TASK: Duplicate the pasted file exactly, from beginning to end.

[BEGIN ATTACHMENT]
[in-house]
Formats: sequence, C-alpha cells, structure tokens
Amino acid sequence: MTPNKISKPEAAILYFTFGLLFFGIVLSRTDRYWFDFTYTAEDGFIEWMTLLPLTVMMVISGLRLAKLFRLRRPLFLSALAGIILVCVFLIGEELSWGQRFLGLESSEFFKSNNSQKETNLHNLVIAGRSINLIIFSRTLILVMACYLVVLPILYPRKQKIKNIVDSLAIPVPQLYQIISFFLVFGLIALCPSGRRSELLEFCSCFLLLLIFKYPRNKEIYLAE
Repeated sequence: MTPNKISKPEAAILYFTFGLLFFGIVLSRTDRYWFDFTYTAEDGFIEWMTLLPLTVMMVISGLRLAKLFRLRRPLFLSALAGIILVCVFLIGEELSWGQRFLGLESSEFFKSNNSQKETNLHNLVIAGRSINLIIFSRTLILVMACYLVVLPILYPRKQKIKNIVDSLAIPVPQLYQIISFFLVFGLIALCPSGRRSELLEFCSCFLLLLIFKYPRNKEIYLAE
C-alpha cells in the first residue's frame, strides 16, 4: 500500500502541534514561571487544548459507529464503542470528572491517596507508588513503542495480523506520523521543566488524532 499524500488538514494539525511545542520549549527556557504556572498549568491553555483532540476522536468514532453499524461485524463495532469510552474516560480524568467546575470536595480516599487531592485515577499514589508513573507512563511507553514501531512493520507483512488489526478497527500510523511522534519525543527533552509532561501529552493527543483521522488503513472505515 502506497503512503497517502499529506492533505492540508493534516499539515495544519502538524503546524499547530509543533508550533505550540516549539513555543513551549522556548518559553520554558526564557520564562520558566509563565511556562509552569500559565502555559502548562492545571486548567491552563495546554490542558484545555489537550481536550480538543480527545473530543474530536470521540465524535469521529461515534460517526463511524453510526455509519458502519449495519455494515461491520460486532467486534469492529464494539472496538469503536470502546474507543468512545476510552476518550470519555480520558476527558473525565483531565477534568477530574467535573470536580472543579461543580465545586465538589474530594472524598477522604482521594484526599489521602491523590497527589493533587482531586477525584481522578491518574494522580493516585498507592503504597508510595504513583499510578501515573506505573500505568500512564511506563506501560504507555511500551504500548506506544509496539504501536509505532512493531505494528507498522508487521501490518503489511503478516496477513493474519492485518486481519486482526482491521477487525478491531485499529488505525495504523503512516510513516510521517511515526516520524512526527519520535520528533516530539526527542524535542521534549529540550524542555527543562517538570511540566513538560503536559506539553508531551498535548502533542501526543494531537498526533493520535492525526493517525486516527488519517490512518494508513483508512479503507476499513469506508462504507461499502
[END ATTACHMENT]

[in-house]
Formats: sequence, C-alpha cells, structure tokens
Amino acid sequence: MTPNKISKPEAAILYFTFGLLFFGIVLSRTDRYWFDFTYTAEDGFIEWMTLLPLTVMMVISGLRLAKLFRLRRPLFLSALAGIILVCVFLIGEELSWGQRFLGLESSEFFKSNNSQKETNLHNLVIAGRSINLIIFSRTLILVMACYLVVLPILYPRKQKIKNIVDSLAIPVPQLYQIISFFLVFGLIALCPSGRRSELLEFCSCFLLLLIFKYPRNKEIYLAE
Repeated sequence: MTPNKISKPEAAILYFTFGLLFFGIVLSRTDRYWFDFTYTAEDGFIEWMTLLPLTVMMVISGLRLAKLFRLRRPLFLSALAGIILVCVFLIGEELSWGQRFLGLESSEFFKSNNSQKETNLHNLVIAGRSINLIIFSRTLILVMACYLVVLPILYPRKQKIKNIVDSLAIPVPQLYQIISFFLVFGLIALCPSGRRSELLEFCSCFLLLLIFKYPRNKEIYLAE
C-alpha cells in the first residue's frame, strides 16, 4: 500500500502541534514561571487544548459507529464503542470528572491517596507508588513503542495480523506520523521543566488524532 499524500488538514494539525511545542520549549527556557504556572498549568491553555483532540476522536468514532453499524461485524463495532469510552474516560480524568467546575470536595480516599487531592485515577499514589508513573507512563511507553514501531512493520507483512488489526478497527500510523511522534519525543527533552509532561501529552493527543483521522488503513472505515 502506497503512503497517502499529506492533505492540508493534516499539515495544519502538524503546524499547530509543533508550533505550540516549539513555543513551549522556548518559553520554558526564557520564562520558566509563565511556562509552569500559565502555559502548562492545571486548567491552563495546554490542558484545555489537550481536550480538543480527545473530543474530536470521540465524535469521529461515534460517526463511524453510526455509519458502519449495519455494515461491520460486532467486534469492529464494539472496538469503536470502546474507543468512545476510552476518550470519555480520558476527558473525565483531565477534568477530574467535573470536580472543579461543580465545586465538589474530594472524598477522604482521594484526599489521602491523590497527589493533587482531586477525584481522578491518574494522580493516585498507592503504597508510595504513583499510578501515573506505573500505568500512564511506563506501560504507555511500551504500548506506544509496539504501536509505532512493531505494528507498522508487521501490518503489511503478516496477513493474519492485518486481519486482526482491521477487525478491531485499529488505525495504523503512516510513516510521517511515526516520524512526527519520535520528533516530539526527542524535542521534549529540550524542555527543562517538570511540566513538560503536559506539553508531551498535548502533542501526543494531537498526533493520535492525526493517525486516527488519517490512518494508513483508512479503507476499513469506508462504507461499502